|Grading and Exams|
The field of optimization is concerned with the study of maximization and minimization of mathematical functions. Very often the arguments of (i.e., variables in) these functions are subject to side conditions or constraints. By virtue of its great utility in such diverse areas as applied science, engineering, economics, finance, medicine, data analysis, machine learning and statistics, optimization holds an important place in both the practical world and the scientific world. Indeed, as far back as the Eighteenth Century, the famous Swiss mathematician and physicist Leonhard Euler (1707-1783) proclaimed that ... nothing at all takes place in the Universe in which some rule of maximum or minimum does not appear. The subject is so pervasive that we even find some optimization terms in our everyday language.
Optimization often goes by the name Mathematical Programming (MP). The latter name tends to be used in conjunction with finite-dimensional optimization problems, which in fact are what we shall be studying here. The word "Programming" should not be confused with computer programming which in fact it antedates. As originally used, the term refers to the timing and magnitude of actions to be carried out so as to achieve a goal in the best possible way. Highlights of topics are Distributionally Robust Decisioning and Learning, Economic/Game Equilibrium, Online Pricing and Resource Allocation, Financial Techniques and Risk Management, Sparse and Low Rank Regression, Conic Optimization, Steepest Descent Method, Accelerated Descent, BCD methods, SGD methods, ADMM methods, Interior-Point Methods, Lagrangian relaxations, Optimization with random samplings and column generation, etc,, which you would learn during the process of the course.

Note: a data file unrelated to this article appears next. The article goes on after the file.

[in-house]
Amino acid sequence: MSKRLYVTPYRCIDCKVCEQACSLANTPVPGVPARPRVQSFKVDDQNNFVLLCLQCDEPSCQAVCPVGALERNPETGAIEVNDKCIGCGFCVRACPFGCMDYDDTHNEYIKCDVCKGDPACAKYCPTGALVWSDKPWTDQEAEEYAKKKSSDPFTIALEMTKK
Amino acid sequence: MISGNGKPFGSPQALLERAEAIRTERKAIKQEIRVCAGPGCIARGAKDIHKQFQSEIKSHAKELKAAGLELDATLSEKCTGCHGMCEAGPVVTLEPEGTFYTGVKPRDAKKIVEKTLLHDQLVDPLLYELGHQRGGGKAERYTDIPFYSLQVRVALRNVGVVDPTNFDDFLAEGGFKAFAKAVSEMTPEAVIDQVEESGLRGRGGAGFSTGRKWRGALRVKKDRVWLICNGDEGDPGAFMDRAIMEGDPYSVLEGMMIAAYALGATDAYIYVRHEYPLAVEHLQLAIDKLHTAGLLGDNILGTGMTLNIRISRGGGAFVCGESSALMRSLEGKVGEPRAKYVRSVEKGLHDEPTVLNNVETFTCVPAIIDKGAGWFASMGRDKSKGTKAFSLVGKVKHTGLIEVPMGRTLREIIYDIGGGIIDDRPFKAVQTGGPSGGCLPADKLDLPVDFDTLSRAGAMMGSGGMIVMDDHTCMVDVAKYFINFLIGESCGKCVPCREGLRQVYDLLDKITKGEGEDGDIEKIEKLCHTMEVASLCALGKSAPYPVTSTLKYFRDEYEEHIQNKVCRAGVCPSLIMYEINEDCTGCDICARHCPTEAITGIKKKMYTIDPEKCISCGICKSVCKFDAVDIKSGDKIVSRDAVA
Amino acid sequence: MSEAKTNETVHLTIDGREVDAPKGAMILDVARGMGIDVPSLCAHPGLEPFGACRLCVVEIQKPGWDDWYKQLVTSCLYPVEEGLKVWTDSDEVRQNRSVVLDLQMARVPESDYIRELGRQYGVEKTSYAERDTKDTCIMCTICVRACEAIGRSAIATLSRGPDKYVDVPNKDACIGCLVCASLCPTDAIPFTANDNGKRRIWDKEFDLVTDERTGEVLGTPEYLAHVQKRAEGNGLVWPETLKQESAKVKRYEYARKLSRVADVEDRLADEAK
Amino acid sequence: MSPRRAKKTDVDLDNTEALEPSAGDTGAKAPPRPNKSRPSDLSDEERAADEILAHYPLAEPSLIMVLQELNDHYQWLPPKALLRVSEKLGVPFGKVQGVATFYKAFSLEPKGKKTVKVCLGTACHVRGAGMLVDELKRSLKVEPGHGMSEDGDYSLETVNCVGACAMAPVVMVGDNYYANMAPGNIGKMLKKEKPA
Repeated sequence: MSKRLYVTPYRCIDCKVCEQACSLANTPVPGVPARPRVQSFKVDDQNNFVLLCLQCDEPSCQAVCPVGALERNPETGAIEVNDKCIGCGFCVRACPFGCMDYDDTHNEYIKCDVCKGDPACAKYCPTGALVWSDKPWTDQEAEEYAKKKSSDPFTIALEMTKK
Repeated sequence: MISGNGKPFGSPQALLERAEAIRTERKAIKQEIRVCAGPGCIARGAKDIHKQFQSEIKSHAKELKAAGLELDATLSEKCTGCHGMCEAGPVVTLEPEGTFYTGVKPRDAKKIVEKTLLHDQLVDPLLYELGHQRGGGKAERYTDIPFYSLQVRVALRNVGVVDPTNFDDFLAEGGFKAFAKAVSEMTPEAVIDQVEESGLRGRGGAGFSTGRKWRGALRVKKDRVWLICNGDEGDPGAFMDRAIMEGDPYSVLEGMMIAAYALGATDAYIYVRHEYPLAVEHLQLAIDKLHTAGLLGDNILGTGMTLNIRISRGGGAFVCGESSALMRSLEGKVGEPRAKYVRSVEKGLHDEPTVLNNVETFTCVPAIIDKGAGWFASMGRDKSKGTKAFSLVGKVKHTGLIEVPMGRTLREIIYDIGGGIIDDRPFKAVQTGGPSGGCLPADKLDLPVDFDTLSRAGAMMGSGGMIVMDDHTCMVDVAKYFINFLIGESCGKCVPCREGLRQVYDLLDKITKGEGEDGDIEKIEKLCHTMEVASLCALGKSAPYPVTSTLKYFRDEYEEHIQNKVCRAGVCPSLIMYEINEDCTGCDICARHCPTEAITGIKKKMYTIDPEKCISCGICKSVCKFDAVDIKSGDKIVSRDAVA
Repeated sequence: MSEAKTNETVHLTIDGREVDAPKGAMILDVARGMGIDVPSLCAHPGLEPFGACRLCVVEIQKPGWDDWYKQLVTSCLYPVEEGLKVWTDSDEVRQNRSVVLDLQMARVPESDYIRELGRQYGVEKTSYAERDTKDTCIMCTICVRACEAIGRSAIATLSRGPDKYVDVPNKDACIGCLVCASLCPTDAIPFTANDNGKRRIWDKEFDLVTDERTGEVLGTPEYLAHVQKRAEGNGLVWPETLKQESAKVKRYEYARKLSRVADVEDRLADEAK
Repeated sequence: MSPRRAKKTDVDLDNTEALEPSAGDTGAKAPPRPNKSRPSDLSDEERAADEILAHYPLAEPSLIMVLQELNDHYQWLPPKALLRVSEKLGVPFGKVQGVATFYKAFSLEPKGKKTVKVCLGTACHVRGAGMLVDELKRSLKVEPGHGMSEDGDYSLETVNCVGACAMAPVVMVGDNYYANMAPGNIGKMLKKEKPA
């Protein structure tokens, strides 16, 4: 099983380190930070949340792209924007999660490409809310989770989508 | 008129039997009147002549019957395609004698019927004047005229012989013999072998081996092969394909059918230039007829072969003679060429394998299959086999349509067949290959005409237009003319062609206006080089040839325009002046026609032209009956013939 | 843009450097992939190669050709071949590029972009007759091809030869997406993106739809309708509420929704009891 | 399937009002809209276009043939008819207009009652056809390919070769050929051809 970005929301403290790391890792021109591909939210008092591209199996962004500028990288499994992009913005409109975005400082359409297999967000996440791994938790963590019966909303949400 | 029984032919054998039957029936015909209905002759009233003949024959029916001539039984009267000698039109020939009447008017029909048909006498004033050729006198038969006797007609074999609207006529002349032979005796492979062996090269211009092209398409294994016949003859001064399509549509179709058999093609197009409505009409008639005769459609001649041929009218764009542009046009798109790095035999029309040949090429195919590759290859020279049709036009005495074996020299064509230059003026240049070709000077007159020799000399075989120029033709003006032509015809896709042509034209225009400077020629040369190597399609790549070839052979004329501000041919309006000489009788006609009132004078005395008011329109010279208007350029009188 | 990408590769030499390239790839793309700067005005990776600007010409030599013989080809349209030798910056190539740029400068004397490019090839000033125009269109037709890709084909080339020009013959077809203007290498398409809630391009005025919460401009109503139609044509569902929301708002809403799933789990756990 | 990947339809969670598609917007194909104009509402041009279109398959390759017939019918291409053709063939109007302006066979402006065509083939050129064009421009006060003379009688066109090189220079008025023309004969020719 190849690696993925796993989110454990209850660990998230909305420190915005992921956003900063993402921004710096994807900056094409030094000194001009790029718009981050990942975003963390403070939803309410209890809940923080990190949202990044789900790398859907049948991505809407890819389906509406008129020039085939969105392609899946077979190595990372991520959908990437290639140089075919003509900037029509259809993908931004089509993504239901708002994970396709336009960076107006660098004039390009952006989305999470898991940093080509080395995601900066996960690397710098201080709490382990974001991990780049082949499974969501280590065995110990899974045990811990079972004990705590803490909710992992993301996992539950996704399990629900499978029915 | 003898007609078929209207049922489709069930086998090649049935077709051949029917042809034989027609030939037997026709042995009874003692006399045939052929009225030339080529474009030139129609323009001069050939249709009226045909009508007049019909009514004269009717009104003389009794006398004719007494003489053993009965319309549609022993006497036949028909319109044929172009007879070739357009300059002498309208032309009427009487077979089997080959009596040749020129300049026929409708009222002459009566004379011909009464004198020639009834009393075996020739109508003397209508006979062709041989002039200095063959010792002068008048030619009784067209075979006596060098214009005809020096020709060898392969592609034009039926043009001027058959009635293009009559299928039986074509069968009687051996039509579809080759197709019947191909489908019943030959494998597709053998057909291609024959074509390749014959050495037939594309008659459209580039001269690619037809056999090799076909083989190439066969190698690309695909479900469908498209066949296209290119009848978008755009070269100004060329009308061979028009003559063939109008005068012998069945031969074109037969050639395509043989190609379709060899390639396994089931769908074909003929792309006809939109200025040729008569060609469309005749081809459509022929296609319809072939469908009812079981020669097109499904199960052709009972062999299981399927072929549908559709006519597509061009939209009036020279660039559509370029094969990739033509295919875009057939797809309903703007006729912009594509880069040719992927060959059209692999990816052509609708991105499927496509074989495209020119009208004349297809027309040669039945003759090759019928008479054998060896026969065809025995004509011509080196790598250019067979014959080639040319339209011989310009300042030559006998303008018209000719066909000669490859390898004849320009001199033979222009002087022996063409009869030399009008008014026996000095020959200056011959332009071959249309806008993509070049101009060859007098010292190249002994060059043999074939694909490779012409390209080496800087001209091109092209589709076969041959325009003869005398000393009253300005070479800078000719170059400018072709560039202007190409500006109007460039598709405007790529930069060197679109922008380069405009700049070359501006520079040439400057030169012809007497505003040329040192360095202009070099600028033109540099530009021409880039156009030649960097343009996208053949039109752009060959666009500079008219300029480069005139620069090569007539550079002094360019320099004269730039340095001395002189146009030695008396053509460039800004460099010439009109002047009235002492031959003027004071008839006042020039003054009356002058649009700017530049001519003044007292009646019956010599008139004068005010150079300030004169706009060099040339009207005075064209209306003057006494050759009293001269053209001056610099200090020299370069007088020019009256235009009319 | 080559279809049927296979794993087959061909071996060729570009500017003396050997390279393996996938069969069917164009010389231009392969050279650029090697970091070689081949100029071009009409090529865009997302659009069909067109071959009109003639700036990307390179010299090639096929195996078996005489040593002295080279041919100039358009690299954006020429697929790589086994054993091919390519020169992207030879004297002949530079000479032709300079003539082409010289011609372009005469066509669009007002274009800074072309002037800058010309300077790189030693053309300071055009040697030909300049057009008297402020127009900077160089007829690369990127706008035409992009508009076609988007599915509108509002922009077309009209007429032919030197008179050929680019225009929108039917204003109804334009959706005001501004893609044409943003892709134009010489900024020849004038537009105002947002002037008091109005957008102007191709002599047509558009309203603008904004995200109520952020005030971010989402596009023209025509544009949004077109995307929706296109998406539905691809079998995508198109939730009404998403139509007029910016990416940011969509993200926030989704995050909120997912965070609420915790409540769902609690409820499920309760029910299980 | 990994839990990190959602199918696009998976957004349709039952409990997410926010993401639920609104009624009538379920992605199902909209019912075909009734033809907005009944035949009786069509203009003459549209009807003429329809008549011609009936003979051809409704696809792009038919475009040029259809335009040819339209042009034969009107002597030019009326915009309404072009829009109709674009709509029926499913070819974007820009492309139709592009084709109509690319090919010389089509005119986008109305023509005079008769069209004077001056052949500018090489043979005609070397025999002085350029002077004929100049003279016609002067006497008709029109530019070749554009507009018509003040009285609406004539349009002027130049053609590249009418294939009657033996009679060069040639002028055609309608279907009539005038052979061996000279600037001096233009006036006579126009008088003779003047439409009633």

What background is needed for CME307/MS&E311? This is a graduate-level Core course in the ICME and MS&E Department. No prior optimization background is required (although it should do no harm to have some). In this sense, it is an introductory course, but it is not intended to be an elementary course. Students who have taken courses such as MS&E 211 (or MS&E 310) will see some repetition of material. This is unavoidable, but CME 307 and MS&E 311 are intended to be more theoretical than MS&E 211.
Students in this course will be expected to possess a firm background in the following mathematical subjects: multivariate differential calculus; fundamental concepts of analysis; linear algebra and matrix theory. Familiarity with computers and computer programming are also be useful, since various algorithm implementation projects can be substituted for the final exam. Above all, it is essential to have a tolerance for mathematical discourse plus an ability to follow - and devise one's own - mathematical proofs. .